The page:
Grouping toast notifications under different headers in Action Center – Windows 10 Creators Update

Note: The new feature(s) covered in this post are available to Windows Insiders running build 15002 or newer. If you are using the NuGet UWP notification extension library, the feature(s) can be found in the beta version here.

New in Creators Update: In the most recent Windows 10 Creators Update, we added several exciting improvements and new features to toast notifications and Action Center. One of them is allowing developers to group and categorize different notifications under different headers inside Action Center.

Notifications inside Action Center are ordered on a per app basis, with the most recent notifications on top. When an app is sending multiple notifications of different kinds to the user, it is sometimes helpful to further separate these notifications, so that users can visually distinguish one category of notification from another.

Let's take Cortana as an example. Based on each user's needs, Cortana can surface multiple types of notifications, including future commitments, event reminders, flight reminders, etc. When these notifications are presented to the user inside Action Center, it helps if these notifications can be viewed and managed separately.

As you can see in the picture below, Cortana has created several different headers for their various notifications, helping users clearly distinguish between upcoming events and upcoming flight information.


The new notification header has several properties that may or may not be obvious to you just by looking at the picture:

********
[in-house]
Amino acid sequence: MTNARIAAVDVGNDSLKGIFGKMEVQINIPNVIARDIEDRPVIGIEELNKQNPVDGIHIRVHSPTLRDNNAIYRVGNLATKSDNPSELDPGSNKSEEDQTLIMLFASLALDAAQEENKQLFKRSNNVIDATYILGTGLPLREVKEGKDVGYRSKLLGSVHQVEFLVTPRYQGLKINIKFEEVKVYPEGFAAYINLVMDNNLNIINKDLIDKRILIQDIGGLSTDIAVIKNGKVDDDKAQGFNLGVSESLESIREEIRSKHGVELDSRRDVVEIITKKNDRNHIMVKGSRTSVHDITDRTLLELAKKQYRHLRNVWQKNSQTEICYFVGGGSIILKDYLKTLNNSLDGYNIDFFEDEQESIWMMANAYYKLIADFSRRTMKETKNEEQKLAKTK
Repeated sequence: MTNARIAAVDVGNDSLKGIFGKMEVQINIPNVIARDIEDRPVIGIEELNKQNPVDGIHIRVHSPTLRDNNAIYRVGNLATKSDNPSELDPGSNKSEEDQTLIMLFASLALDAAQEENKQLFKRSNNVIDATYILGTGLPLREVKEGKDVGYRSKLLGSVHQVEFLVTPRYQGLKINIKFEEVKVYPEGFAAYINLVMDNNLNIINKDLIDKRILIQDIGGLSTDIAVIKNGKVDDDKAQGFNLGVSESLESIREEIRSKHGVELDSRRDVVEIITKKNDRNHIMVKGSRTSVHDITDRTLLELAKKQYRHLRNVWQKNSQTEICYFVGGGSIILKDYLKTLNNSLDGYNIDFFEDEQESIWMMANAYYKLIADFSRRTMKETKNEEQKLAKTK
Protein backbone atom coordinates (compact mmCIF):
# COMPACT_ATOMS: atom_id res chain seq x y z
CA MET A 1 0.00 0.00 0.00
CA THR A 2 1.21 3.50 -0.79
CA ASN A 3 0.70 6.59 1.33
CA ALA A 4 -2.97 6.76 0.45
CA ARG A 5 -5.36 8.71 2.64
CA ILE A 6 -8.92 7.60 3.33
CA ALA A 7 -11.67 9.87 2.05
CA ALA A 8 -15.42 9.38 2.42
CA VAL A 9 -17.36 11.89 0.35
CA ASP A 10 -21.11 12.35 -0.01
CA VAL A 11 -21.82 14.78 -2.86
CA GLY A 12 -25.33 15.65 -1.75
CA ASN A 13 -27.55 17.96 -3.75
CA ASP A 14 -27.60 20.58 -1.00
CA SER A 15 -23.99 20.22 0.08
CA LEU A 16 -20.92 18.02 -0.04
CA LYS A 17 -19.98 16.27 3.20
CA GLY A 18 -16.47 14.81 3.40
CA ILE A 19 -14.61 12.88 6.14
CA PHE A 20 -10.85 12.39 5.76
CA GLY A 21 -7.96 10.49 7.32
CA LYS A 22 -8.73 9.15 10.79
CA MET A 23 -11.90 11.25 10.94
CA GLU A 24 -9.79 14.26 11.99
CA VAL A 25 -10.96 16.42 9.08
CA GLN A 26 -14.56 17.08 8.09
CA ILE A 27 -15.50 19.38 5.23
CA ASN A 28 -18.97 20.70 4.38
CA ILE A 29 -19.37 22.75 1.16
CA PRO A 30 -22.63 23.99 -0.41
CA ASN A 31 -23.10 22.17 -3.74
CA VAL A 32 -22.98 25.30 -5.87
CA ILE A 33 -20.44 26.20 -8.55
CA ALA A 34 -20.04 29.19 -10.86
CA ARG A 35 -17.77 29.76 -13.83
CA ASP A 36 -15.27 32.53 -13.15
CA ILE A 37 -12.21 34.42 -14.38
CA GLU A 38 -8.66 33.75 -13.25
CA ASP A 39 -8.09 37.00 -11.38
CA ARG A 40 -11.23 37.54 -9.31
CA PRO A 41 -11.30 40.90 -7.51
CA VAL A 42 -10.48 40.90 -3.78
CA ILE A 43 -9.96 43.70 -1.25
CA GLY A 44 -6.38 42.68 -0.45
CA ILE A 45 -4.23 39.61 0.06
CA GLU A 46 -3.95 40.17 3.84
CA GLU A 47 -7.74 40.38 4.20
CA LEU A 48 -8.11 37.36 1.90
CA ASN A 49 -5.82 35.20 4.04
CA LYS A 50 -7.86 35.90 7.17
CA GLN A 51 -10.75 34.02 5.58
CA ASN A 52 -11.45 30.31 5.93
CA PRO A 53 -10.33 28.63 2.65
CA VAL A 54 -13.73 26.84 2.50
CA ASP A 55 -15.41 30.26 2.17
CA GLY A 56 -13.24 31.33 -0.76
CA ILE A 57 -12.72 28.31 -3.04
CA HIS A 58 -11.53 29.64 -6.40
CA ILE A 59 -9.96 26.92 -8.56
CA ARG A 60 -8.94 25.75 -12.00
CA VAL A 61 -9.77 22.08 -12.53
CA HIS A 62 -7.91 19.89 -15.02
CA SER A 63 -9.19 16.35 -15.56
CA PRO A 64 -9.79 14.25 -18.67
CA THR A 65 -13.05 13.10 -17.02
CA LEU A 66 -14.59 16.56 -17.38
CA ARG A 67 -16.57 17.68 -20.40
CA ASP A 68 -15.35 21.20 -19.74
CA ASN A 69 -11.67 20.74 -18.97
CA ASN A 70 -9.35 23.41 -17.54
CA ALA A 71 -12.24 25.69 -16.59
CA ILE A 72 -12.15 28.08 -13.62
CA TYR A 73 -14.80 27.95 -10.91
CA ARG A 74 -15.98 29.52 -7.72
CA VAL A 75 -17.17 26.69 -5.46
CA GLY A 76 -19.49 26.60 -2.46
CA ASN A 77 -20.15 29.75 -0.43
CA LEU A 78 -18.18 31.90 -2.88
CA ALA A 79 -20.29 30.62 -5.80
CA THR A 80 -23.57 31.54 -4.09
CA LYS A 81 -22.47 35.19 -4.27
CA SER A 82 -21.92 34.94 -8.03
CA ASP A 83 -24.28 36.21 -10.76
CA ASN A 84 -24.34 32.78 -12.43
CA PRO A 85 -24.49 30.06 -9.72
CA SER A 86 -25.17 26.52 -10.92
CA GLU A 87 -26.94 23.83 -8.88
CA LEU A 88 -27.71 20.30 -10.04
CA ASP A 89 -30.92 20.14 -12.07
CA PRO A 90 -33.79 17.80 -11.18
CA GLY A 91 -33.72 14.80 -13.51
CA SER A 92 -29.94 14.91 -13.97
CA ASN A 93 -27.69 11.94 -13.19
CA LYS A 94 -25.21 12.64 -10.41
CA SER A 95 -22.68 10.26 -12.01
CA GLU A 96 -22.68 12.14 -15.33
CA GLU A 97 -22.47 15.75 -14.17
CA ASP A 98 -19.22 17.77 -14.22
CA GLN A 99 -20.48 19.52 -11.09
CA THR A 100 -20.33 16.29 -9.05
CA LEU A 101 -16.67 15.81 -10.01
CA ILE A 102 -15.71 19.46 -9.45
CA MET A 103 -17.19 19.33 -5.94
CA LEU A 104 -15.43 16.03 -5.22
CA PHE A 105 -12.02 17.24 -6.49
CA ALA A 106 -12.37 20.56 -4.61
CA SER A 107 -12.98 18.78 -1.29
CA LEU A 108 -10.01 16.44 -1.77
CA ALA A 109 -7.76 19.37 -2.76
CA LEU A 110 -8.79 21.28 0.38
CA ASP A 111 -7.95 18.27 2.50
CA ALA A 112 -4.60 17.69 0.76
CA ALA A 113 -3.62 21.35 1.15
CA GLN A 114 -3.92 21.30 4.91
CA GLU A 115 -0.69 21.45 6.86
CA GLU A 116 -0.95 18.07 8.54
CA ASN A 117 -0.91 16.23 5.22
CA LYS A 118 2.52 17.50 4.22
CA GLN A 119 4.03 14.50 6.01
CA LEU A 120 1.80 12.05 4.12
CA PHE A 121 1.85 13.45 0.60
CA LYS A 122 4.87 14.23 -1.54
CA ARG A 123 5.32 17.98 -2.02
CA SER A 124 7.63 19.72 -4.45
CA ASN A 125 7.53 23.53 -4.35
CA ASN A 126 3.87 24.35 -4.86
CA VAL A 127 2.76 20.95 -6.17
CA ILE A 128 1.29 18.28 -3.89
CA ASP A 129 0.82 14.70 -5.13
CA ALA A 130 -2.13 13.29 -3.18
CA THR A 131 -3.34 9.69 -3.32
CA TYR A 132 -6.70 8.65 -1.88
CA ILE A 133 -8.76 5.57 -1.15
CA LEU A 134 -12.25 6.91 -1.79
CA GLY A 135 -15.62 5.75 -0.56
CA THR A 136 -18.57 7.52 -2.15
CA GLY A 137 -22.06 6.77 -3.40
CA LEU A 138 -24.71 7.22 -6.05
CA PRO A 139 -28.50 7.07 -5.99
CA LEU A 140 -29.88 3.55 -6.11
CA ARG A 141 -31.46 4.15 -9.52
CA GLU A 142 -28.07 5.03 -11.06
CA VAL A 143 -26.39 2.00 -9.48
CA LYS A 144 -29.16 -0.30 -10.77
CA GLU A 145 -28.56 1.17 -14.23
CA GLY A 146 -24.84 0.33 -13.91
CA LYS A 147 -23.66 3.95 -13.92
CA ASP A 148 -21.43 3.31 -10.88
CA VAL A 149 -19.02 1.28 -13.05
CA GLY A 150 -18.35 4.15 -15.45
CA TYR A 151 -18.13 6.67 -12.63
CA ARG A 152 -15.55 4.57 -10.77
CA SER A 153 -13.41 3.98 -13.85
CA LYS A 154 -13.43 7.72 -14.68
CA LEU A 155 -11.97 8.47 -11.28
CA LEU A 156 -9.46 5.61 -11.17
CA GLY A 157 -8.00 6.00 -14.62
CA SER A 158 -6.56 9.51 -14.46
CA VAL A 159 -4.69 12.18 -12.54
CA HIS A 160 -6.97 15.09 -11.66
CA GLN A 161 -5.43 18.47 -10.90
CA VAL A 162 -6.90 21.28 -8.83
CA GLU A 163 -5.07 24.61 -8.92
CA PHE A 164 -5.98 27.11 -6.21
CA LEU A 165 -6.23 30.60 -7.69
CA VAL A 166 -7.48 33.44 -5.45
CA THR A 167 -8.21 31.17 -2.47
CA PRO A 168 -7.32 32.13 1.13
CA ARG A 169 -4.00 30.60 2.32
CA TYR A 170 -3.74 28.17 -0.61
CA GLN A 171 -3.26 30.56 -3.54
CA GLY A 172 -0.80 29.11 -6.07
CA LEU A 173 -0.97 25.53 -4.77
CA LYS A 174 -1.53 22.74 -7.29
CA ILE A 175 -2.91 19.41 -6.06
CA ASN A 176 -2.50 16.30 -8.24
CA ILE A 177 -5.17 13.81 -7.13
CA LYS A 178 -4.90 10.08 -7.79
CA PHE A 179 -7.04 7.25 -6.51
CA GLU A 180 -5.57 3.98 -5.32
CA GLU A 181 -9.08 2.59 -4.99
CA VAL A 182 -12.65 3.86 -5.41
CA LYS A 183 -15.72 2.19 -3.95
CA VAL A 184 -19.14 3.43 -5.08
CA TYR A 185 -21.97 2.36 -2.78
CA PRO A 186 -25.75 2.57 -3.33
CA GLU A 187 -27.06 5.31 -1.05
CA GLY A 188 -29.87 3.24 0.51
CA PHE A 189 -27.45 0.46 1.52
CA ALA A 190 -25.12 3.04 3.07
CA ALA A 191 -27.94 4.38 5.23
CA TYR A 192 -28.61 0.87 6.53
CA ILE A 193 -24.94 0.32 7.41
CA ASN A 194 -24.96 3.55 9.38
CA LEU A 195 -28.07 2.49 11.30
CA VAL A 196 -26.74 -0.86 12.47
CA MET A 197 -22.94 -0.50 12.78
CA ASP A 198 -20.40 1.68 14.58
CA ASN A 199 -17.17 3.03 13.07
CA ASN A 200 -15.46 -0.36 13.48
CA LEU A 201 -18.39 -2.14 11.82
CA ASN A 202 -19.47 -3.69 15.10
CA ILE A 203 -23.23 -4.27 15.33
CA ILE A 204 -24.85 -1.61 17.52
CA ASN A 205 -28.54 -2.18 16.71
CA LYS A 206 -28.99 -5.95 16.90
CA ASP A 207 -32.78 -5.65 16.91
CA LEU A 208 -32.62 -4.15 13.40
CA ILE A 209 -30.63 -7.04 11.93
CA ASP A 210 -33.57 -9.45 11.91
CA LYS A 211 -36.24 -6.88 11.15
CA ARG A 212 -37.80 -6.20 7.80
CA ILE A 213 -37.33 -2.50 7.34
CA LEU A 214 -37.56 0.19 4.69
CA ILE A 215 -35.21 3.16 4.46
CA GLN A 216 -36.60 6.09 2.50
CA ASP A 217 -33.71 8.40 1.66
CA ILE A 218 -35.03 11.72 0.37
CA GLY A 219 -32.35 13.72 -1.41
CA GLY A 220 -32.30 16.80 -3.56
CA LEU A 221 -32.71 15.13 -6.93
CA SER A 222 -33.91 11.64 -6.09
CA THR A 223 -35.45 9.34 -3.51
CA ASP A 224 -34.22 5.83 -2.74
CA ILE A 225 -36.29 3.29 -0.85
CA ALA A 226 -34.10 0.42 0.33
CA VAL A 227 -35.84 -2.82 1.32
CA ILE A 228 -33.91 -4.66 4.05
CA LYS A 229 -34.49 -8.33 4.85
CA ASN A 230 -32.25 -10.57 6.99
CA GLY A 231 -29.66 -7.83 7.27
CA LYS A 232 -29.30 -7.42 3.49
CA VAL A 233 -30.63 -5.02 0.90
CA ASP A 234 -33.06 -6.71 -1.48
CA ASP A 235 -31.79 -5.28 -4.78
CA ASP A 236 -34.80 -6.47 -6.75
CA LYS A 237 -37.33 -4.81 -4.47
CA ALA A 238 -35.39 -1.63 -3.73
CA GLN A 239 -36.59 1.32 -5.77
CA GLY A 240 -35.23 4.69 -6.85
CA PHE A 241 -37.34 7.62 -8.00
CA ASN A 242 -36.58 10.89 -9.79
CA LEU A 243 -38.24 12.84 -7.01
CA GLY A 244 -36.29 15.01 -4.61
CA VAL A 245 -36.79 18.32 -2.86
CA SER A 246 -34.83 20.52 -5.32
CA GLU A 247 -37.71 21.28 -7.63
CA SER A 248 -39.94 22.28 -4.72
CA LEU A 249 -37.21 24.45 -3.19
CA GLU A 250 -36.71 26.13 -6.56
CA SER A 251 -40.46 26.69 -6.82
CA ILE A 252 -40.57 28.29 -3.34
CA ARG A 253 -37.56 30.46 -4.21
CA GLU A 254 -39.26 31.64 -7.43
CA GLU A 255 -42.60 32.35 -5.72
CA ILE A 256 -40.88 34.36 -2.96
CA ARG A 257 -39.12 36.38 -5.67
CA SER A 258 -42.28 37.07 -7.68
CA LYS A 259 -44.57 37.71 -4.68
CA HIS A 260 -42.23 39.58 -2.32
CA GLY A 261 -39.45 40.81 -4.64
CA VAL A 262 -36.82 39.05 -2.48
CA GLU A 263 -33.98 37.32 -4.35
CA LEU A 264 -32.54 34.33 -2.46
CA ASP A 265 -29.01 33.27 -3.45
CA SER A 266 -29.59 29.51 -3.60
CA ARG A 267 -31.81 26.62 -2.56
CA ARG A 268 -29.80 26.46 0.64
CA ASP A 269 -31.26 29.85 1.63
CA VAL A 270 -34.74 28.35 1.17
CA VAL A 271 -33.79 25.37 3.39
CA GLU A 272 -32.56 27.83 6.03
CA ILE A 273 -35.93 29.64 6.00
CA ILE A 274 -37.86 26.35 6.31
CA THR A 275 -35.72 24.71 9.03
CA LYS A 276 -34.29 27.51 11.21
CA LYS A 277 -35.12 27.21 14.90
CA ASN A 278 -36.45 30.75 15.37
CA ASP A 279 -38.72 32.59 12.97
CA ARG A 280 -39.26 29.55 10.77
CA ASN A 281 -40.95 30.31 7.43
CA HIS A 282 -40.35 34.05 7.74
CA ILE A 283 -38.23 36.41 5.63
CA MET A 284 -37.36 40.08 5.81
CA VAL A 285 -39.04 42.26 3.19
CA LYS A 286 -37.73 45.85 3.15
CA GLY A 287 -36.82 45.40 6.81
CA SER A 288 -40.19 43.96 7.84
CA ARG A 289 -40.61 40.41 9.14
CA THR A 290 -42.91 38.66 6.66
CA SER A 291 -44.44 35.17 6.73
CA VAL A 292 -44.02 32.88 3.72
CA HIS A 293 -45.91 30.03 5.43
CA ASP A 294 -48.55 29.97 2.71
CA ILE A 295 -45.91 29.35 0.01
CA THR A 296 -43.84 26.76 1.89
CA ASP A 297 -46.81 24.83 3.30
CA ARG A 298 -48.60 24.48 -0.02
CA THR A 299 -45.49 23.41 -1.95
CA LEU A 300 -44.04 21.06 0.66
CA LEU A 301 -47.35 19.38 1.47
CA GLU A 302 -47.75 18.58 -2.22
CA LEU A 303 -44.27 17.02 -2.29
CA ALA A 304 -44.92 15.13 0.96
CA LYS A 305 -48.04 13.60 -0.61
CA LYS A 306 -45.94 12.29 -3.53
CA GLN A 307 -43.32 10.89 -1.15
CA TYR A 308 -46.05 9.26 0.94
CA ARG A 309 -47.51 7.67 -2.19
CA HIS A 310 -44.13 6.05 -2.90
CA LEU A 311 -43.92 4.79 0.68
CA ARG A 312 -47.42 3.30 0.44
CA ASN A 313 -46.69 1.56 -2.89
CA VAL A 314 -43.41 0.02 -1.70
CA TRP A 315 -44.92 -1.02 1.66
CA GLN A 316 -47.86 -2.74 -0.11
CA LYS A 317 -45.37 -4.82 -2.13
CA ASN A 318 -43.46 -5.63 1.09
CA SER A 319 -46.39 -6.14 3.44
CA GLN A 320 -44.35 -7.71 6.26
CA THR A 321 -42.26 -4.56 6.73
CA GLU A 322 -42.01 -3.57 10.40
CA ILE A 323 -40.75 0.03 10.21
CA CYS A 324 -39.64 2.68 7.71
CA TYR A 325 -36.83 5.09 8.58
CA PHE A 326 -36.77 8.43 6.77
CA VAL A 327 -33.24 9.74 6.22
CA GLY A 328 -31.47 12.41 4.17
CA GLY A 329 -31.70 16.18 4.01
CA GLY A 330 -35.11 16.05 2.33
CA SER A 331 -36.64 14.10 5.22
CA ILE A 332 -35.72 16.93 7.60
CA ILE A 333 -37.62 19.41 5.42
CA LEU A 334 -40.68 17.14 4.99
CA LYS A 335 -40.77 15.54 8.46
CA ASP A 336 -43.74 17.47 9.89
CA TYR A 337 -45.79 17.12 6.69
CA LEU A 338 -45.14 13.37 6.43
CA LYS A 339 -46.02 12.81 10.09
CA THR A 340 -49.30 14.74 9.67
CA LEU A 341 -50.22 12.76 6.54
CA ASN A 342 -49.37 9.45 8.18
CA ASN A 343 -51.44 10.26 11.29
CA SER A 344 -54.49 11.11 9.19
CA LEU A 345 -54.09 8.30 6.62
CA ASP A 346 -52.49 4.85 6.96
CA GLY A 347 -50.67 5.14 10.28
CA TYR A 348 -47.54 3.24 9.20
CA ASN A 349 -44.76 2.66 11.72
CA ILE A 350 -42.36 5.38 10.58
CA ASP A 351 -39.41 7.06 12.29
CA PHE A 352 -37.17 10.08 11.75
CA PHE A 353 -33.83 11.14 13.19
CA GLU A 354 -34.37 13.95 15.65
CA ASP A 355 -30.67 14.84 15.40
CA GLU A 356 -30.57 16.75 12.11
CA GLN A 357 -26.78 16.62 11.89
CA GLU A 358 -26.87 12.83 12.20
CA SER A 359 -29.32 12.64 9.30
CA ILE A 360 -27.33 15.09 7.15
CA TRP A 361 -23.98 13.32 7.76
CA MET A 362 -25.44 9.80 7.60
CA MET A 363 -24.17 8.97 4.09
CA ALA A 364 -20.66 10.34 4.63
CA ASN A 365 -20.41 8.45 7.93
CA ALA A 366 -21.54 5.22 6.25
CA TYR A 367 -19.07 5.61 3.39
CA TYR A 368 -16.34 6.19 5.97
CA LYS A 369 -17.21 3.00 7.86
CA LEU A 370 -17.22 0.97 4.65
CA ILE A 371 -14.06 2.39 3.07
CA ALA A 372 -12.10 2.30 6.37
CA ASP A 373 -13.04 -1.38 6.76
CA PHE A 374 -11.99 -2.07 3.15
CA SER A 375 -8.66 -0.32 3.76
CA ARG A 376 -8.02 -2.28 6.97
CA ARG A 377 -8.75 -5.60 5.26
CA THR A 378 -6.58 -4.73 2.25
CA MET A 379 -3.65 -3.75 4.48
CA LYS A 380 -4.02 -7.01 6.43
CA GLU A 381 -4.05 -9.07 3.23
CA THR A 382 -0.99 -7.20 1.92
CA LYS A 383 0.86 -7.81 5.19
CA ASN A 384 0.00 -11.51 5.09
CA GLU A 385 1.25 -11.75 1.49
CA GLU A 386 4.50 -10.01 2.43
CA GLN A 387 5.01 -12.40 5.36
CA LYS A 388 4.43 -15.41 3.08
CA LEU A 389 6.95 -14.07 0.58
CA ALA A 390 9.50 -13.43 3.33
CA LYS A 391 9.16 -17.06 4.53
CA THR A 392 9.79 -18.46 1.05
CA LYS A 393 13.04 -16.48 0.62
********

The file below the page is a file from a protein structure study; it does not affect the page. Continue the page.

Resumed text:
• The header visually separates notifications for the user; it doesn't change the fact that each app can send up to 20 notifications under the app title (in the image above, the app title would be "Cortana") and notifications are arranged in a First-In-First-Out manner. In comparison, we have a separate upcoming feature - toast notification collections - that lets you create separate titles, each with their own 20 limit. The collection API's will be covered by a separate blog post once the feature makes its way to Windows Insider builds;
  • Note: The header feature is available in Windows Creators Update on Desktop SKU devices. The same feature will be made available to mobile in a future release. Collection APIs - another method to separate notifications inside Action Center as mentioned above, will be available universally on both desktop and mobile SKUs.
  • Notifications under different headers are ordered as follows: within each app title, the most recent notification, along with its header, along with all the notifications belonging to the same header, go on top;
  • Each header is clickable by users - the developers can define the title string as well as the launch argument and activation type for each header, and it will launch as if it is a toast notification activation. You can check out the code sample below for more details;
  • Developers can update an existing header without affecting the notifications under it by reusing an existing header id and providing a new title and launch arguments;
  • Creating headers doesn't change the number of notifications shown inside Action Center before the user clicks on the "See more" button to expand the full list (this number is 3 by default and can be configured by the user for each app in Windows notifications setting);
  • Clicking on the header, just like clicking on the app title, does not clear any notification belonging to this header (your app should use the toast API's to clear the relevant notifications).